So now the tweaking begins. At the moment, I have 3 different sorts of ‘views’ or pages required. There’s the standard view, which concatenates the entirety of the selected posts in chronological order on one page. Each post on this age has a link to ‘itself’, which is to say, reloads the blog, with the same skin, but this time only selects that particular post. Each post should also have a link to is ‘category’ page, which would then filter the selection to include all posts in the given category. In cases where the category is actually a sub-category, there should be a link to each level in the tree.

Second, is the ‘screenshot’ page. The index view can be the same as the standard view. However, when actually viewing a full-sized image, I need a much plainer page—the image breaks out of the CSS layout, which is distracting and unaesthetic. I created a skin called .screenshot, which is a barebones HTML page—white background, no ornamentation, which contains the gallery name, and then image. Like so. I edited the code in the gallery source, so that image links have this particular skin hardcoded in. One of the nifty things about Blosxom—skins (or themes, as they are called in Blosxom-land) can be specified through the URL.

Finally, I need an ‘post index’ skin, to use for reviews. When somebody clicks on one of the consumption pages, rather than being presented with the full text of all of the available posts, I want them to see an index listing instead. It would be a list containing the post’s date, subcategory, and title. This way, I have a quick and easy to find list of all of the books that I have read, CDs I’ve listened to, restaurants I’ve visited, etc. I haven’t figured out the best way of doing this yet. One thought I had was to create a seperate theme for each category (symlink repeated themes). Through the use of the permalink plugin, the category name is an available variable which could be attached to the URLs generated by the categorylist plugin (which generates the category links on the left-hand side). I’m just not convinced that there isn’t a better way to do this.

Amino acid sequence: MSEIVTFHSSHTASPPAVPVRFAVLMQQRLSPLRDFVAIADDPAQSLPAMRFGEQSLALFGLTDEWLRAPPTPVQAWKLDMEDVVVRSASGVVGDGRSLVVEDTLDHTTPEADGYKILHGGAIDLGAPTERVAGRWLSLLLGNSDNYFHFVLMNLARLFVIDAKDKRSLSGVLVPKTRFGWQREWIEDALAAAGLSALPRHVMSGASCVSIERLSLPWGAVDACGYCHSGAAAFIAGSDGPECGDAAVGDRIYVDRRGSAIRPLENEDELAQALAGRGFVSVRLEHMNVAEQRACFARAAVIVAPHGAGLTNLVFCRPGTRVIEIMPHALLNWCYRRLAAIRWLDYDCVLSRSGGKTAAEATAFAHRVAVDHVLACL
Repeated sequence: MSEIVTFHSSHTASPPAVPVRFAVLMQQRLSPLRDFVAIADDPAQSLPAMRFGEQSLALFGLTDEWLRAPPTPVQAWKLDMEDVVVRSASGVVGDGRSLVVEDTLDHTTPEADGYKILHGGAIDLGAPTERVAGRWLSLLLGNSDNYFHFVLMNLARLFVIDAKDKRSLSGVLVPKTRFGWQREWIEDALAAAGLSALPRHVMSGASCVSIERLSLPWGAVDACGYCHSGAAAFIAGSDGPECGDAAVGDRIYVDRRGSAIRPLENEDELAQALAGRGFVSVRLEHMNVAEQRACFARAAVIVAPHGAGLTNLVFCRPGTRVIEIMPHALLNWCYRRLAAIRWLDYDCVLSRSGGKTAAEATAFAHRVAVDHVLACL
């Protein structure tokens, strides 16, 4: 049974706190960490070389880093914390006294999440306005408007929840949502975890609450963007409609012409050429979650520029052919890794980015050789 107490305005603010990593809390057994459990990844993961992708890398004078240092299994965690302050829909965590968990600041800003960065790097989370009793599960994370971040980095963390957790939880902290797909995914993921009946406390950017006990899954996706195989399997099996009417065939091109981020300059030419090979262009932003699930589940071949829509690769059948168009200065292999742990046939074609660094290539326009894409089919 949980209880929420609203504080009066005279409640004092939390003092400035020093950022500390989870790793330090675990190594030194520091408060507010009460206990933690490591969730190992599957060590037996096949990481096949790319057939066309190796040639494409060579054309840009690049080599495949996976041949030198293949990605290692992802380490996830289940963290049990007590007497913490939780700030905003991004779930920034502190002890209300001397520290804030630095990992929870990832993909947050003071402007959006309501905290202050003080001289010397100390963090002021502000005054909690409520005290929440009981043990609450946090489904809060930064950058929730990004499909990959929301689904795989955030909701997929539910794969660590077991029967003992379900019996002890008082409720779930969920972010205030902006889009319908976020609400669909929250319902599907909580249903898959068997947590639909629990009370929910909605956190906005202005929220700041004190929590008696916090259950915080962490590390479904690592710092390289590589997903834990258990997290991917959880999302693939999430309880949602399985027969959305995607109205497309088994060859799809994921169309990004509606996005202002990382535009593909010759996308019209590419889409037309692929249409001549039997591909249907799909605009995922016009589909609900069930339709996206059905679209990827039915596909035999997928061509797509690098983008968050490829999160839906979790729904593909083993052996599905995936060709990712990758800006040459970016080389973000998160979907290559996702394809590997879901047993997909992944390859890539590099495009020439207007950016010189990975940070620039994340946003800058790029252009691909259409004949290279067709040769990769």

Blsxom3.0 (which is not yet out), apparently enables one to hardcode a given theme to a post, which opens some interesting possibilities.

Next I need to install the login plugin, which will allow me to password protect posts on either a post or category basis. I can even specify which users can see which posts, which is pretty groovey, and will enable me to keep really sucky posts to myself ^.–;;

Finally, I’d like to find a way to generate date-based archives on a per category basis. The calendar plugin works globally, whereas I would like it to be aware of which category is being viewed, and only provide entries for the given date, month, or year in the current category. In most cases, this doesn’t matter to much. However, I’d like an easy way of pulling up “The Books of 2004”, without having to hardcode in the link.

More musings later I s’pose. Now… muffalleta calls to me =)~